Have fun in your bubble, bud.

  16. larry longmore says:

    I used to kill at parties doing a decent Welk impression as he introduced “ha-lovely ha-Linda and her accordion serenading us with that ha-lilting ha-love ballad Purple Haze”.

  17. sfer says:

    Chuck Berry was an infant when Lawrence Welk was bringing music to the country. Apparently the commenter did not know this.

  18. Mike F says:

    I’m from the “heart of the country” (LOL), born in OKC, OK, and raised in St. Louis, MO. Still living in the STL. You no more represent the “true” heart of the country any more than I do. Truly, your exclusionary rhetoric is what lead to the corruption of German culture and comity by the National Socialists (you know, Nazis). Congratulations. Such a good American.

    Oh, by the way, popular music? Practically invented in St. Louis by Chuck Berry and Johnny Johnson. (Johnny basically did all of the arranging for Chuck’s songs.) Not to mention–Jeebus–the popularity of ragtime in the late 19th to early 20th Century, where a single song would sell millions of copies of sheet music (I can’t remember which one, but a ragtime song sold FOUR MILLION copies of sheet music…in the early 20th Century, when the pop. of the US was 76,000,000) Publishers and song writers galore in St. Louis, including Scott Joplin (who is said to have destroyed a dozen of his operatic compositions because he thought–likely correctly–that Irving Berlin stole the tune for Alexander’s Ragtime Band; only Treemonisha survives). Not to mention all of the blues artists, Jazz artists (Miles Davis was born on the east side, in Illinois, and got his start playing clubs in St. Louis; oh, did you know that the word “jazz” may have come from a profane colloquialism for male ejaculate?), rock and rollers (Berry, Johnson and Ike Turner, along with Tina). Not to mention all of the music and dance clubs in St. Louis: The Imperial, the Casa Loma (still going!), the Coliseum, the Castle (Demolished just recently), and that’s just a handful.

    Shit, Lawrence Welk brought popular music to the Midwest. That’s a hoot.

  19. sfer says:

    Lawrence Welk was a musician who brought popular music to the mid-west and to the country. This posting makes a mockery of him based on nothing but a caricature of people from the heart of the country.

    Good luck if your approach to recruiting supporters is based on ridiculing them.

  20. Ednahilda says:

    Every Saturday evening at 7:00 on the Allentown/Bethlehem PA area PBS station as well.

  21. LanceThruster says:

    A-one, anna two…

  22. Indigo says:

    Um . . . I lived and worked in North Dakota for a decade so I can’t say I’m real clear on there being a difference between Nazis in Germany and the ones in North Dakota. :-)

  23. Dean Cameron says:

    The Somenix must have been kicking in. But I enjoyed the Fuzzy!

  24. nathandetroit says:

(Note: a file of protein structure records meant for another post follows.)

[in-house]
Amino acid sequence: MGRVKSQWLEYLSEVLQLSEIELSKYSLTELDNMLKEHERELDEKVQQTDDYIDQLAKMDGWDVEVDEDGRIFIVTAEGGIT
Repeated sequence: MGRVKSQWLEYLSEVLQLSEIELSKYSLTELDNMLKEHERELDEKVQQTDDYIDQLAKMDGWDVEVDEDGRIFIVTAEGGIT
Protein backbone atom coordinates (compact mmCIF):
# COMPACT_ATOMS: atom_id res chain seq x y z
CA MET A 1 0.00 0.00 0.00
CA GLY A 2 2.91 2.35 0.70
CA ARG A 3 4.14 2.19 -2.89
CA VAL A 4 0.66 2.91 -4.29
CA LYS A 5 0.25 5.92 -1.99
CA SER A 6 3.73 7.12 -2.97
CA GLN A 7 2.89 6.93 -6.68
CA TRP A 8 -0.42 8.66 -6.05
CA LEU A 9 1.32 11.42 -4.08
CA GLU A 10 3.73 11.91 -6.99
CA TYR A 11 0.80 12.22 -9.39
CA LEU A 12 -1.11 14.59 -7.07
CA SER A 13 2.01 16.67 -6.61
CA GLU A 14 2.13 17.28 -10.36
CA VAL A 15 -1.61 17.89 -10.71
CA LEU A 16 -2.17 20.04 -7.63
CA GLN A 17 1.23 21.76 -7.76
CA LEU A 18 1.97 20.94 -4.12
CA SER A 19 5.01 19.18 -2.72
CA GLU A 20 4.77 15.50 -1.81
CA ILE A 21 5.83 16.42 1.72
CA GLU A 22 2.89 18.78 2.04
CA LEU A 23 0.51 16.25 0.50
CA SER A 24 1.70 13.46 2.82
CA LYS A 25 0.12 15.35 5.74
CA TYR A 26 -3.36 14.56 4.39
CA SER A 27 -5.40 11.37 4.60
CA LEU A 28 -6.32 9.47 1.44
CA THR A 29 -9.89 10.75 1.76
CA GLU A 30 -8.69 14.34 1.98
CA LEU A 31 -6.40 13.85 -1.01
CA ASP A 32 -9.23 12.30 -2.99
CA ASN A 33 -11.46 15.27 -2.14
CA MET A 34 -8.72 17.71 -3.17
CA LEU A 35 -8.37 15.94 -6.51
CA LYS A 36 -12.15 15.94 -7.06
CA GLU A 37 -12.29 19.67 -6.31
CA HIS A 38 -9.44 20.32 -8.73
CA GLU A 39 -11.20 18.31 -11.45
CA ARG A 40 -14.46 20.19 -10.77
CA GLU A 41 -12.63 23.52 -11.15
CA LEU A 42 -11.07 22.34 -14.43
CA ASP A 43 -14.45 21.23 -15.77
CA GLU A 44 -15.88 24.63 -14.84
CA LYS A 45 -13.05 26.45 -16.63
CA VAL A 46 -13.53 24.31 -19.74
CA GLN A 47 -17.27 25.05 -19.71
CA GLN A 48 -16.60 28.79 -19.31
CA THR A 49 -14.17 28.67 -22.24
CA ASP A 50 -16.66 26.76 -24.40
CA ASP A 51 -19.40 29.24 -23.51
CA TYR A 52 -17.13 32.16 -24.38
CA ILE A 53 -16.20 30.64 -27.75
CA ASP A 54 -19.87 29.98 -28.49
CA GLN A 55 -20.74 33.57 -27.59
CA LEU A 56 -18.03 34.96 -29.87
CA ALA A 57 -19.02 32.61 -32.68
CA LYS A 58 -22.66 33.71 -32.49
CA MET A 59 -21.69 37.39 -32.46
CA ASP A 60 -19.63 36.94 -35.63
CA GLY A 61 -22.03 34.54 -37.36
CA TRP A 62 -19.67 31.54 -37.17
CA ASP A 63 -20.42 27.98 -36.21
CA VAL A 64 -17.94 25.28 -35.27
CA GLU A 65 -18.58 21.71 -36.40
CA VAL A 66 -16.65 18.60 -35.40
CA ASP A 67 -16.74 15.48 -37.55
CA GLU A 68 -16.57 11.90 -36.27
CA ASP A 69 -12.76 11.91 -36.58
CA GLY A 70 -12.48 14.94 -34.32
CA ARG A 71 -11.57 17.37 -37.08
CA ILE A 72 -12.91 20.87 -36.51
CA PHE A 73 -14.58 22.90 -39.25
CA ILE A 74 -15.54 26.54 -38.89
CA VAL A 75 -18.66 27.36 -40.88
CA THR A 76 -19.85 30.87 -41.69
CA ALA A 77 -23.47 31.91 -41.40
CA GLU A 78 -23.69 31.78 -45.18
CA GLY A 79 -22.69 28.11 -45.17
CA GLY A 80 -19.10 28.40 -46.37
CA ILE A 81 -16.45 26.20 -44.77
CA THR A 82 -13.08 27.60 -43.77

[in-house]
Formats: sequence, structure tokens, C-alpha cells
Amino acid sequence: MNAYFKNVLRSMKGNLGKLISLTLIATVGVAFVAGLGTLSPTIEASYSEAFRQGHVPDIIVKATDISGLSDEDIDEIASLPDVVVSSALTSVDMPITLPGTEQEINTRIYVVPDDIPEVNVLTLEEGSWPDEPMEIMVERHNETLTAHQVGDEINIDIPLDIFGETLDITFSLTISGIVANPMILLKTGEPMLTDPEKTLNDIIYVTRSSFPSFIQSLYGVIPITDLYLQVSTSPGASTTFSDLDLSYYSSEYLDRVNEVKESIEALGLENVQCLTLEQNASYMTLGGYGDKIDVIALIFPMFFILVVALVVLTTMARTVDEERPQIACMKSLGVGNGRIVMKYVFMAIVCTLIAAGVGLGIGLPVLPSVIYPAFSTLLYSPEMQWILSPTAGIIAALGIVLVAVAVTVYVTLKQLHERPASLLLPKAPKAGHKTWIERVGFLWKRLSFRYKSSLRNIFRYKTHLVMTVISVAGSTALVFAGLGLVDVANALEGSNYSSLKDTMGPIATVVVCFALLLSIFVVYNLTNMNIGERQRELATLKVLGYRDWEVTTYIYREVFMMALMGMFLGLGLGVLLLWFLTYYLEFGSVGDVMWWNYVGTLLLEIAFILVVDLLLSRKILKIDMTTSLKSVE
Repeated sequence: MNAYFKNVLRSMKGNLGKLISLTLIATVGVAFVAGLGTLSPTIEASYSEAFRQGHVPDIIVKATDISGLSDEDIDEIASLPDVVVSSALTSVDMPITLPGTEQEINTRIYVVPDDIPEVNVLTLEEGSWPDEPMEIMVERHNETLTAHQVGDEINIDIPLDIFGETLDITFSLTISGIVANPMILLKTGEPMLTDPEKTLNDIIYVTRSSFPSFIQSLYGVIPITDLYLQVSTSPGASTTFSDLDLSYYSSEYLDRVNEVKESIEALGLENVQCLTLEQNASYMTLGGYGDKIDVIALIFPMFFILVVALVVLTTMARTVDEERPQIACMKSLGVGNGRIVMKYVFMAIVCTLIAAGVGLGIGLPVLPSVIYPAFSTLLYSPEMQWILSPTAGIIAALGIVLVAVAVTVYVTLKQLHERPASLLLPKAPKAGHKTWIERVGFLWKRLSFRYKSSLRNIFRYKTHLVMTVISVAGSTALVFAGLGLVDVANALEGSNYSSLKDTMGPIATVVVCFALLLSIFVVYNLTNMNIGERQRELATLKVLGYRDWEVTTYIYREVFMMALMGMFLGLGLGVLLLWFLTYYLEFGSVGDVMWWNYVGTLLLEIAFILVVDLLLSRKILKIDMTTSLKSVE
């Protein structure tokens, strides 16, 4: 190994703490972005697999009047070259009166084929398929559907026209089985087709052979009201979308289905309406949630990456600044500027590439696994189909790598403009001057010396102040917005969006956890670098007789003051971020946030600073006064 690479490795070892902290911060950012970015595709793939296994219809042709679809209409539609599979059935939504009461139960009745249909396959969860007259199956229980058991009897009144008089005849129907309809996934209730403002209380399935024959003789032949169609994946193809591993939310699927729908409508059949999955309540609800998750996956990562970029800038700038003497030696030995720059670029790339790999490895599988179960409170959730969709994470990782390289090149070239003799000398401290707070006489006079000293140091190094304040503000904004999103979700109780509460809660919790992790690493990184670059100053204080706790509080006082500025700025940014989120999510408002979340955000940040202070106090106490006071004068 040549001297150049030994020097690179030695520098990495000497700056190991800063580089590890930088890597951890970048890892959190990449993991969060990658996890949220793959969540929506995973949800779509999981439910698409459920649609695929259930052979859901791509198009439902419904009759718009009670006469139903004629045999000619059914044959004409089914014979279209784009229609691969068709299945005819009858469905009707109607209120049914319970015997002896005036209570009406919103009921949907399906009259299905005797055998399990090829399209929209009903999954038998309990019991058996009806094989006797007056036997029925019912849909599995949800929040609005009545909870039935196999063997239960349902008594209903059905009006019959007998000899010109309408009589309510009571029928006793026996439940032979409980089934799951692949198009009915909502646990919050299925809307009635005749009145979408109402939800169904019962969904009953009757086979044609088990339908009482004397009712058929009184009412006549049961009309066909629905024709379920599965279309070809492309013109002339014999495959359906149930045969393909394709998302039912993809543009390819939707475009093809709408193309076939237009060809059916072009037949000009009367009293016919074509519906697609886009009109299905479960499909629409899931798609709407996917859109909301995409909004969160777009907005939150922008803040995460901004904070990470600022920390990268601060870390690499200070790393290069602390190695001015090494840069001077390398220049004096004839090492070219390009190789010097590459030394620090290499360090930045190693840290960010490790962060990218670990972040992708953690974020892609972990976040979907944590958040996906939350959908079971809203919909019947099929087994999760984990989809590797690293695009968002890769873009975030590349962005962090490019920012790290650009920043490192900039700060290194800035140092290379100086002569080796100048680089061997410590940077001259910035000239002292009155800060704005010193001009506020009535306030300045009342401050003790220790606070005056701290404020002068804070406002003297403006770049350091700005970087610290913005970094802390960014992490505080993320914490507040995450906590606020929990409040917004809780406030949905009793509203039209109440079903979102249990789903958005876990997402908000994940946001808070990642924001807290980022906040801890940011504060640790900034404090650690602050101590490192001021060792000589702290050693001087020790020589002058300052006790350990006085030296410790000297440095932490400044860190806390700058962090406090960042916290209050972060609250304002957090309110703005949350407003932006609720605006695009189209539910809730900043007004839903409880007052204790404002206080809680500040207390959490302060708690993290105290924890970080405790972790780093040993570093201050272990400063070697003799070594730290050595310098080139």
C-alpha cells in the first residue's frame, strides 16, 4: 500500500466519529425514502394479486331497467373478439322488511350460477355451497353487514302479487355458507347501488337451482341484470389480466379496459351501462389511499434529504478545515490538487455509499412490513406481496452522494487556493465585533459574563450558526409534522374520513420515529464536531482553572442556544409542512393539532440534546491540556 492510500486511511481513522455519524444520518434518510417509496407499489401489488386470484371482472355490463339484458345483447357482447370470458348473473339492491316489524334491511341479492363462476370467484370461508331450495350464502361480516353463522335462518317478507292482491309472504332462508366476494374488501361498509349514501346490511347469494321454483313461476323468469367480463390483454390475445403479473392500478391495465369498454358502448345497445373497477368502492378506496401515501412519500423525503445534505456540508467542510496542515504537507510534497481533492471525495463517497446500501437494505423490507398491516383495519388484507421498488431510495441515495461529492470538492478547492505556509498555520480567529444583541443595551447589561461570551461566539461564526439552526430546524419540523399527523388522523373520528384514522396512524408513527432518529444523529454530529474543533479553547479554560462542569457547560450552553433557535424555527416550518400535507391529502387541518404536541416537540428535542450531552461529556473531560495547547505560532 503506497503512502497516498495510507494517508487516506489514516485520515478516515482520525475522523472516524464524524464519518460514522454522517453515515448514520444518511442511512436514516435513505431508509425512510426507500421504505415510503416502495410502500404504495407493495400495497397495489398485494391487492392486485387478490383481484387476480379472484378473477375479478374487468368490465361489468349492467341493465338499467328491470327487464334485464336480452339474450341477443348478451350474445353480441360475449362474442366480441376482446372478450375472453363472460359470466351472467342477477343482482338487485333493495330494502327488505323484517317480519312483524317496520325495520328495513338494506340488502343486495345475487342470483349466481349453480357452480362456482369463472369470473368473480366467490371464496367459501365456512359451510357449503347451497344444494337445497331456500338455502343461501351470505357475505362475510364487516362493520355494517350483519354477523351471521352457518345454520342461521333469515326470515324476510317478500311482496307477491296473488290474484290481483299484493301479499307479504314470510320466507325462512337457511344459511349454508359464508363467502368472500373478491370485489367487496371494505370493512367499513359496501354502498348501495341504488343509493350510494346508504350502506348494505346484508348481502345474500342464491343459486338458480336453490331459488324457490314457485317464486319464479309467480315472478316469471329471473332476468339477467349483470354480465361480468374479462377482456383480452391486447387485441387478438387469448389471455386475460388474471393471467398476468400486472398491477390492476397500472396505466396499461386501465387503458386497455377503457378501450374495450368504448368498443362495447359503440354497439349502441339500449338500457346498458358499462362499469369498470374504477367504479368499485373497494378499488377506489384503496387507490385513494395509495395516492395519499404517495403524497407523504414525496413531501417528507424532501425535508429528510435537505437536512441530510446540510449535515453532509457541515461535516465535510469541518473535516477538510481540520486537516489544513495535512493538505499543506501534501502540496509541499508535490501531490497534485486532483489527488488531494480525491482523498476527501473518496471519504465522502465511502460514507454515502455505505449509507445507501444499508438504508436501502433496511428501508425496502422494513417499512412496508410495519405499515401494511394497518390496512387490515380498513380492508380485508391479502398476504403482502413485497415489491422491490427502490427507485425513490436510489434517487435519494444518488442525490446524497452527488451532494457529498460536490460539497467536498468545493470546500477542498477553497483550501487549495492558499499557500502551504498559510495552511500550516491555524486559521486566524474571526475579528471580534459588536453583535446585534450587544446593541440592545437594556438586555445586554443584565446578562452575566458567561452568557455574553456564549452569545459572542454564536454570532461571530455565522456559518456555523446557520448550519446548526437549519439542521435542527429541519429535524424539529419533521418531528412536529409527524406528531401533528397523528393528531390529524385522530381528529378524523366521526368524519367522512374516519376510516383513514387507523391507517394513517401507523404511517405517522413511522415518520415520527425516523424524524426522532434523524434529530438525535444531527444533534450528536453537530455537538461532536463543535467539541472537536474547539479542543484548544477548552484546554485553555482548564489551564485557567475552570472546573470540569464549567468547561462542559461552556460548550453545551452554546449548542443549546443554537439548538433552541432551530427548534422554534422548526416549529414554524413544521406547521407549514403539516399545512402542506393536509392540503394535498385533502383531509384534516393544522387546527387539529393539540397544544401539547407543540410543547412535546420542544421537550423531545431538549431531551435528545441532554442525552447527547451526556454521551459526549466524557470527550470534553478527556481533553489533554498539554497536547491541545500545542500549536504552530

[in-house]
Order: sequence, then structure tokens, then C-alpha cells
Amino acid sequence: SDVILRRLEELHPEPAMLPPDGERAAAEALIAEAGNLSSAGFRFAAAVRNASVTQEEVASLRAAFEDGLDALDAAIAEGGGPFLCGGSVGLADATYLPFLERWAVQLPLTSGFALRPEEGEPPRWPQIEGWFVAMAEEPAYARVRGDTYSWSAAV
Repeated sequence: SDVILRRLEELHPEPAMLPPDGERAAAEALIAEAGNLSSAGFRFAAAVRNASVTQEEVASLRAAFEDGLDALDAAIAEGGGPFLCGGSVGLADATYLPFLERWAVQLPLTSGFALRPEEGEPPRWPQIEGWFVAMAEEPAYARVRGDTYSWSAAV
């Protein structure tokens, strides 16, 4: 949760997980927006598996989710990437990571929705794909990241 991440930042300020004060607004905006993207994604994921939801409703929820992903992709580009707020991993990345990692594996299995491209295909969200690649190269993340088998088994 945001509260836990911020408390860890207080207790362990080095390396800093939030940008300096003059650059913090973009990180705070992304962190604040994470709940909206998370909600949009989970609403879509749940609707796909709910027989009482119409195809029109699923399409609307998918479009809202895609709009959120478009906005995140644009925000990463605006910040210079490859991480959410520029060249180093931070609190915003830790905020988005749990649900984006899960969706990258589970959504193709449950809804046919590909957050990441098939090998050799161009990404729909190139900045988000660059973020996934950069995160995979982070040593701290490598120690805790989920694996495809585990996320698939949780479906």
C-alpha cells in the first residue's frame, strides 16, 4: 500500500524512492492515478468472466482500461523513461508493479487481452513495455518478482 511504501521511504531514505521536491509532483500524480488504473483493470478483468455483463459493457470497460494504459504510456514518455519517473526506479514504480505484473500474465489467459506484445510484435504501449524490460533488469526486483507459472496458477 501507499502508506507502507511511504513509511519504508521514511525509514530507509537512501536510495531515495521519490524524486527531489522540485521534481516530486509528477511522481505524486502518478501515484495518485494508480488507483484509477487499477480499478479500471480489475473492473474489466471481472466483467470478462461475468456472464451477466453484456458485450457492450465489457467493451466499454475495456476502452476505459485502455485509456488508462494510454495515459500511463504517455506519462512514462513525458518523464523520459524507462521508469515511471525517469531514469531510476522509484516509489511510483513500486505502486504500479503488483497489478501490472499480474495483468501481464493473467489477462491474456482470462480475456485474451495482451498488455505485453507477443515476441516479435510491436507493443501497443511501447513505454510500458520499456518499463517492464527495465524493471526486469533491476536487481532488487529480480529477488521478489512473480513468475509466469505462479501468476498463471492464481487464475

My Chromebook refused to play this and kicked me right off. Not because it couldn’t play the clip, but because it just wouldn’t. Yay Google!

  25. nathandetroit says:

    Still on in Florida, but then we have a number of folks over the age of 130!

    Just like you, I had to sit through it at grandma’s house for many years. I’m just afraid that when we die and go to hell, this show will be on a continuous loop with no way to turn it off.

    On the bright side, my father, a huge big band fan, could never stand Lawrence and his orchestra; apparently he was a hack even back in the big band days!

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  27. UncleBucky says:

    OH I know he was from ND. But the point was that this new YT from 1938 shows him to be very remarkably like some of the bands that adjusted to Nazi policies (The Comedian Harmonists did not, and were destroyed).

    The look on Welk’s face just makes me think he was only a few steps from the German analogs that were playing nice with the Nazis in Germany.

  28. pappyvet says:

    I always wanted to see Bobby and Sissy do a dance number to YMCA. But then how could they really top the Village People.

  29. FLL says:

    Bobby’s plump look on screen is compounded by the unfortunate choice of costume, which makes him look like he’s wearing brightly colored tires from mountain bicycles around his midsection. His outfit is not what you would call slimming. The costume designer should have received a fine or prison sentence for any number of reasons.

  30. jomicur says:

    Bobby Burgess started his showbiz career as one of the original Mouseketeers, back in the 50s. I remember him having that same plastic smile and plastic personality even when he was a kid performer. Somehow the fact that he wound up on Welk’s show always seemed appropriate. And he’s still at it, doing host segments for PBS’ syndicated series.

  31. Houndentenor says:

    When I lived in Germany (2002-2003) I was surprised to learn that there were still shows pretty much like this there (and the performers have CDs out in the record stores there). It’s not all that’s on there (it’s quite a mish-mash on their stations) but it still exists. These things went to PBS because no one else was interesting in showing something that no one under 70 is interested in watching. I found them campy and couldn’t get enough. (There was one country-western music show that I only caught once. It’s was hilarious!)

  32. jomicur says:

    It runs every Saturday night on the PBS outlet here in Pittsburgh. It’s syndicated by the PBS network in Oklahoma (where else?), where they film new intro segments with the surviving members of the Welk “family.” Deb Acklin, the out lesbian who runs the station here, insists that the Welk show is “community programming.” I once asked how it qualifies as that and was told, quite emphatically, that it’s community programming because there are people in the community who like it. Of course, it seems pretty clear to me that by that standard, every program on every network in existence qualifies, too. But what the hell do I know?